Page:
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**Assigned:** Friday, 27 September 2019

**Due:** Friday, 11 October 2019, 11:59 p.m.

In this assignment, you will compute PageRank on a collection of 469,235 web sites.

Consider the version of PageRank described in class. PageRank can be computed iteratively as shown in the following pseudocode:

// P is the set of all pages; |P| = N // S is the set of sink nodes, i.e., pages that have no out links // M(p) is the set (without duplicates) of pages that link to page p // L(q) is the number of out-links (without duplicates) from page q // d is the PageRank damping/teleportation factor; use d = 0.85 as a fairly typical value foreach page p in P PR(p) = 1/N /* initial value */ while PageRank has not converged do sinkPR = 0 foreach page p in S /* calculate total sink PR */ sinkPR += PR(p) foreach page p in P newPR(p) = (1-d)/N /* teleportation */ newPR(p) += d*sinkPR/N /* spread remaining sink PR evenly */ foreach page q in M(p) /* pages pointing to p */ newPR(p) += d*PR(q)/L(q) /* add share of PageRank from in-links */ foreach page p PR(p) = newPR(p) return PR

In order to facilitate the computation of PageRank using the above pseudocode, we would normally preprocess a document collection into a link graph, i.e., a set of records recording when document `p`

links to document `q`

.

Consider the following directed graph:

We can represent this graph as a collection of nodes, here, ordered pairs of node index and node name:

0 A 1 B 2 C 3 D 4 E 5 Fand a collection of directed links, i.e., ordered pairs from source to target:

0 1 0 2 0 5 1 2 1 3 1 4 1 5 2 3 2 4 3 0 3 2 3 4 3 5 4 0 5 0 5 1 5 4We use integer identifiers for the nodes for efficiency. Note that, unlike this example, in a real web graph, not every page will have in-links, nor will every page have out-links.

- [10 points] Implement the iterative PageRank algorithm as described above.
Test your code on the six-node example using the input
representation given above. Be sure that your code handles pages
that have no in-links or out-links properly. (You may wish to
test on a few such examples.) In later parts of this assignment,
your task will be easier if you don't require loading the entire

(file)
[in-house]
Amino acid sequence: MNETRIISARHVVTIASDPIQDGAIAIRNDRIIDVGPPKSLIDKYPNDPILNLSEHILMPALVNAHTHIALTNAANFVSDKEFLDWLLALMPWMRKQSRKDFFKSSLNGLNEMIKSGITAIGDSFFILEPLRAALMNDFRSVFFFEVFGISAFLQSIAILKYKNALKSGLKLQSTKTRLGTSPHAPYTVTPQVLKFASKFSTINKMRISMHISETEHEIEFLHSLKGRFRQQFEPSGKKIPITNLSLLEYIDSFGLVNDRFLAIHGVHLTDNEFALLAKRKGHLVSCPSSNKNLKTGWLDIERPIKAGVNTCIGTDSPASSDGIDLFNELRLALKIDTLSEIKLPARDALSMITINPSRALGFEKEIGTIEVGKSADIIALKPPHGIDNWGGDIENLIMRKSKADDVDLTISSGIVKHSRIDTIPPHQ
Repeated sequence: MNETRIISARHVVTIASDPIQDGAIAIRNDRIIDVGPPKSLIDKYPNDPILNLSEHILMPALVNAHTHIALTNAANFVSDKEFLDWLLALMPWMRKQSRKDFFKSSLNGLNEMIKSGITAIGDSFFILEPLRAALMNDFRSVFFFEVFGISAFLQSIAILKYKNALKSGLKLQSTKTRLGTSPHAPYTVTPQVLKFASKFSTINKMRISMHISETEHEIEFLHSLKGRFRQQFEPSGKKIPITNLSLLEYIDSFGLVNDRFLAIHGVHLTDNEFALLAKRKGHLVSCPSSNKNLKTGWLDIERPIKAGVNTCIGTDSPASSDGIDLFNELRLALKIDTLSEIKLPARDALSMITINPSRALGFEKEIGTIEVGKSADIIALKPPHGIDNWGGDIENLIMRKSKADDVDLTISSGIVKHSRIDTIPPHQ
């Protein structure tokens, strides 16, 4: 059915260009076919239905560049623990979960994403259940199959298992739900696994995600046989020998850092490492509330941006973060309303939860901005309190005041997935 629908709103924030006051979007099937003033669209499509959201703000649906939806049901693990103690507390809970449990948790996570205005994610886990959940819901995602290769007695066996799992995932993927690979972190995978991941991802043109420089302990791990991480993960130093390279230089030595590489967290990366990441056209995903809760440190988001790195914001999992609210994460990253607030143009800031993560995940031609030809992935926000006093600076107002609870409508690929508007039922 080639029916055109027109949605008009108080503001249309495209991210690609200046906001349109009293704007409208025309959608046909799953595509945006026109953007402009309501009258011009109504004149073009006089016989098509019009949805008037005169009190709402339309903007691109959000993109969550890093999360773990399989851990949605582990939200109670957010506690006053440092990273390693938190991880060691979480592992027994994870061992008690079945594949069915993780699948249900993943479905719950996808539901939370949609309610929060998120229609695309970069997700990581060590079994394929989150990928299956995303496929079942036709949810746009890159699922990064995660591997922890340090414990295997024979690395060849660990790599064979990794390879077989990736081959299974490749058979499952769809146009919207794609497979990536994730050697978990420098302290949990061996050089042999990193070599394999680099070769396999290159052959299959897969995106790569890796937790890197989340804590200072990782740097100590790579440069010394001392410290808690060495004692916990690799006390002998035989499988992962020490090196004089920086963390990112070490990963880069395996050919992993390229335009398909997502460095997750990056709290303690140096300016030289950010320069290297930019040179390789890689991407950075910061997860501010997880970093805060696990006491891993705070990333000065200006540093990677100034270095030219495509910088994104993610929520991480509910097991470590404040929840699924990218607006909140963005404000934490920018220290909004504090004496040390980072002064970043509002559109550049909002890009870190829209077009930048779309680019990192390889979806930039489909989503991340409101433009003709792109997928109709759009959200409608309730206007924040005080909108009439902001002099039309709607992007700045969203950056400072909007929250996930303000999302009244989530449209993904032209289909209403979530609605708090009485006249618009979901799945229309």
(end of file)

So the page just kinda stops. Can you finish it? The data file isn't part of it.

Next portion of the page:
link graph into memory.
*Please hand in:*a list of the PageRank values you obtain for each of the six vertices after 1, 10, and 100 iterations of the PageRank algorithm. You should have three values on each line: node id, node name, and PageRank value. - [20 points] Download this list of
`.edu`

web sites and this list of links among them derived from the Common Crawl open-source web crawl. For the sake of brevity, the data record links among websites, not web pages. The formats for node and link data are the same as the toy example above.Run your iterative version of PageRank algorithm until your PageRank values "converge". To test for convergence, calculate the perplexity of the PageRank distribution, where perplexity is simply 2 raised to the (Shannon) entropy of the PageRank distribution, i.e., 2

^{H(PR)}. Perplexity is a measure of how "skewed" a distribution is: the more "skewed" (i.e., less uniform) a distribution is, the lower its preplexity. Informally, you can think of perplexity as measuring the number of elements that have a "reasonably large" probability weight; technically, the perplexity of a distribution with entropy*h*is the number of elements*n*such that a uniform distribution over*n*elements would also have entropy*h*. (Hence, both distributions would be equally "unpredictable".)Run your iterative PageRank algorthm, outputting the perplexity of your PageRank distibution until the change in perplexity is less than 1 for at least

*four*consecutive iterations.One hint is that in this dataset, some documents with high in-link count and high PageRank are the same, so don't worry that it's a bug.

*Please hand in:*a list of the perplexity values you obtain in each round until convergence as described above. - [20 points] Sort the collection of web pages by the PageRank values you obtain.
*Please hand in:*- a list of the document ID, website domain name, and PageRank of the
top
**50**websites as sorted by PageRank; - a list of the document ID, website domain name, and in-link count of the
top
**50**websites by in-link count; - the proportion of websites with no in-links (sources);
- the proportion of websites with no out-links (sinks); and
- the proportion of websites whose PageRank is
**less than**their initial, uniform values.

- a list of the document ID, website domain name, and PageRank of the
top

In addition to the written items mentioned above, you should hand in a copy of your source code, which should hopefully be relatively short, and instructions on (compiling and) running it. The only input to your code should be the files in the vertex and edge formats described above. The output should be a list of node IDs, website names, and their PageRank values.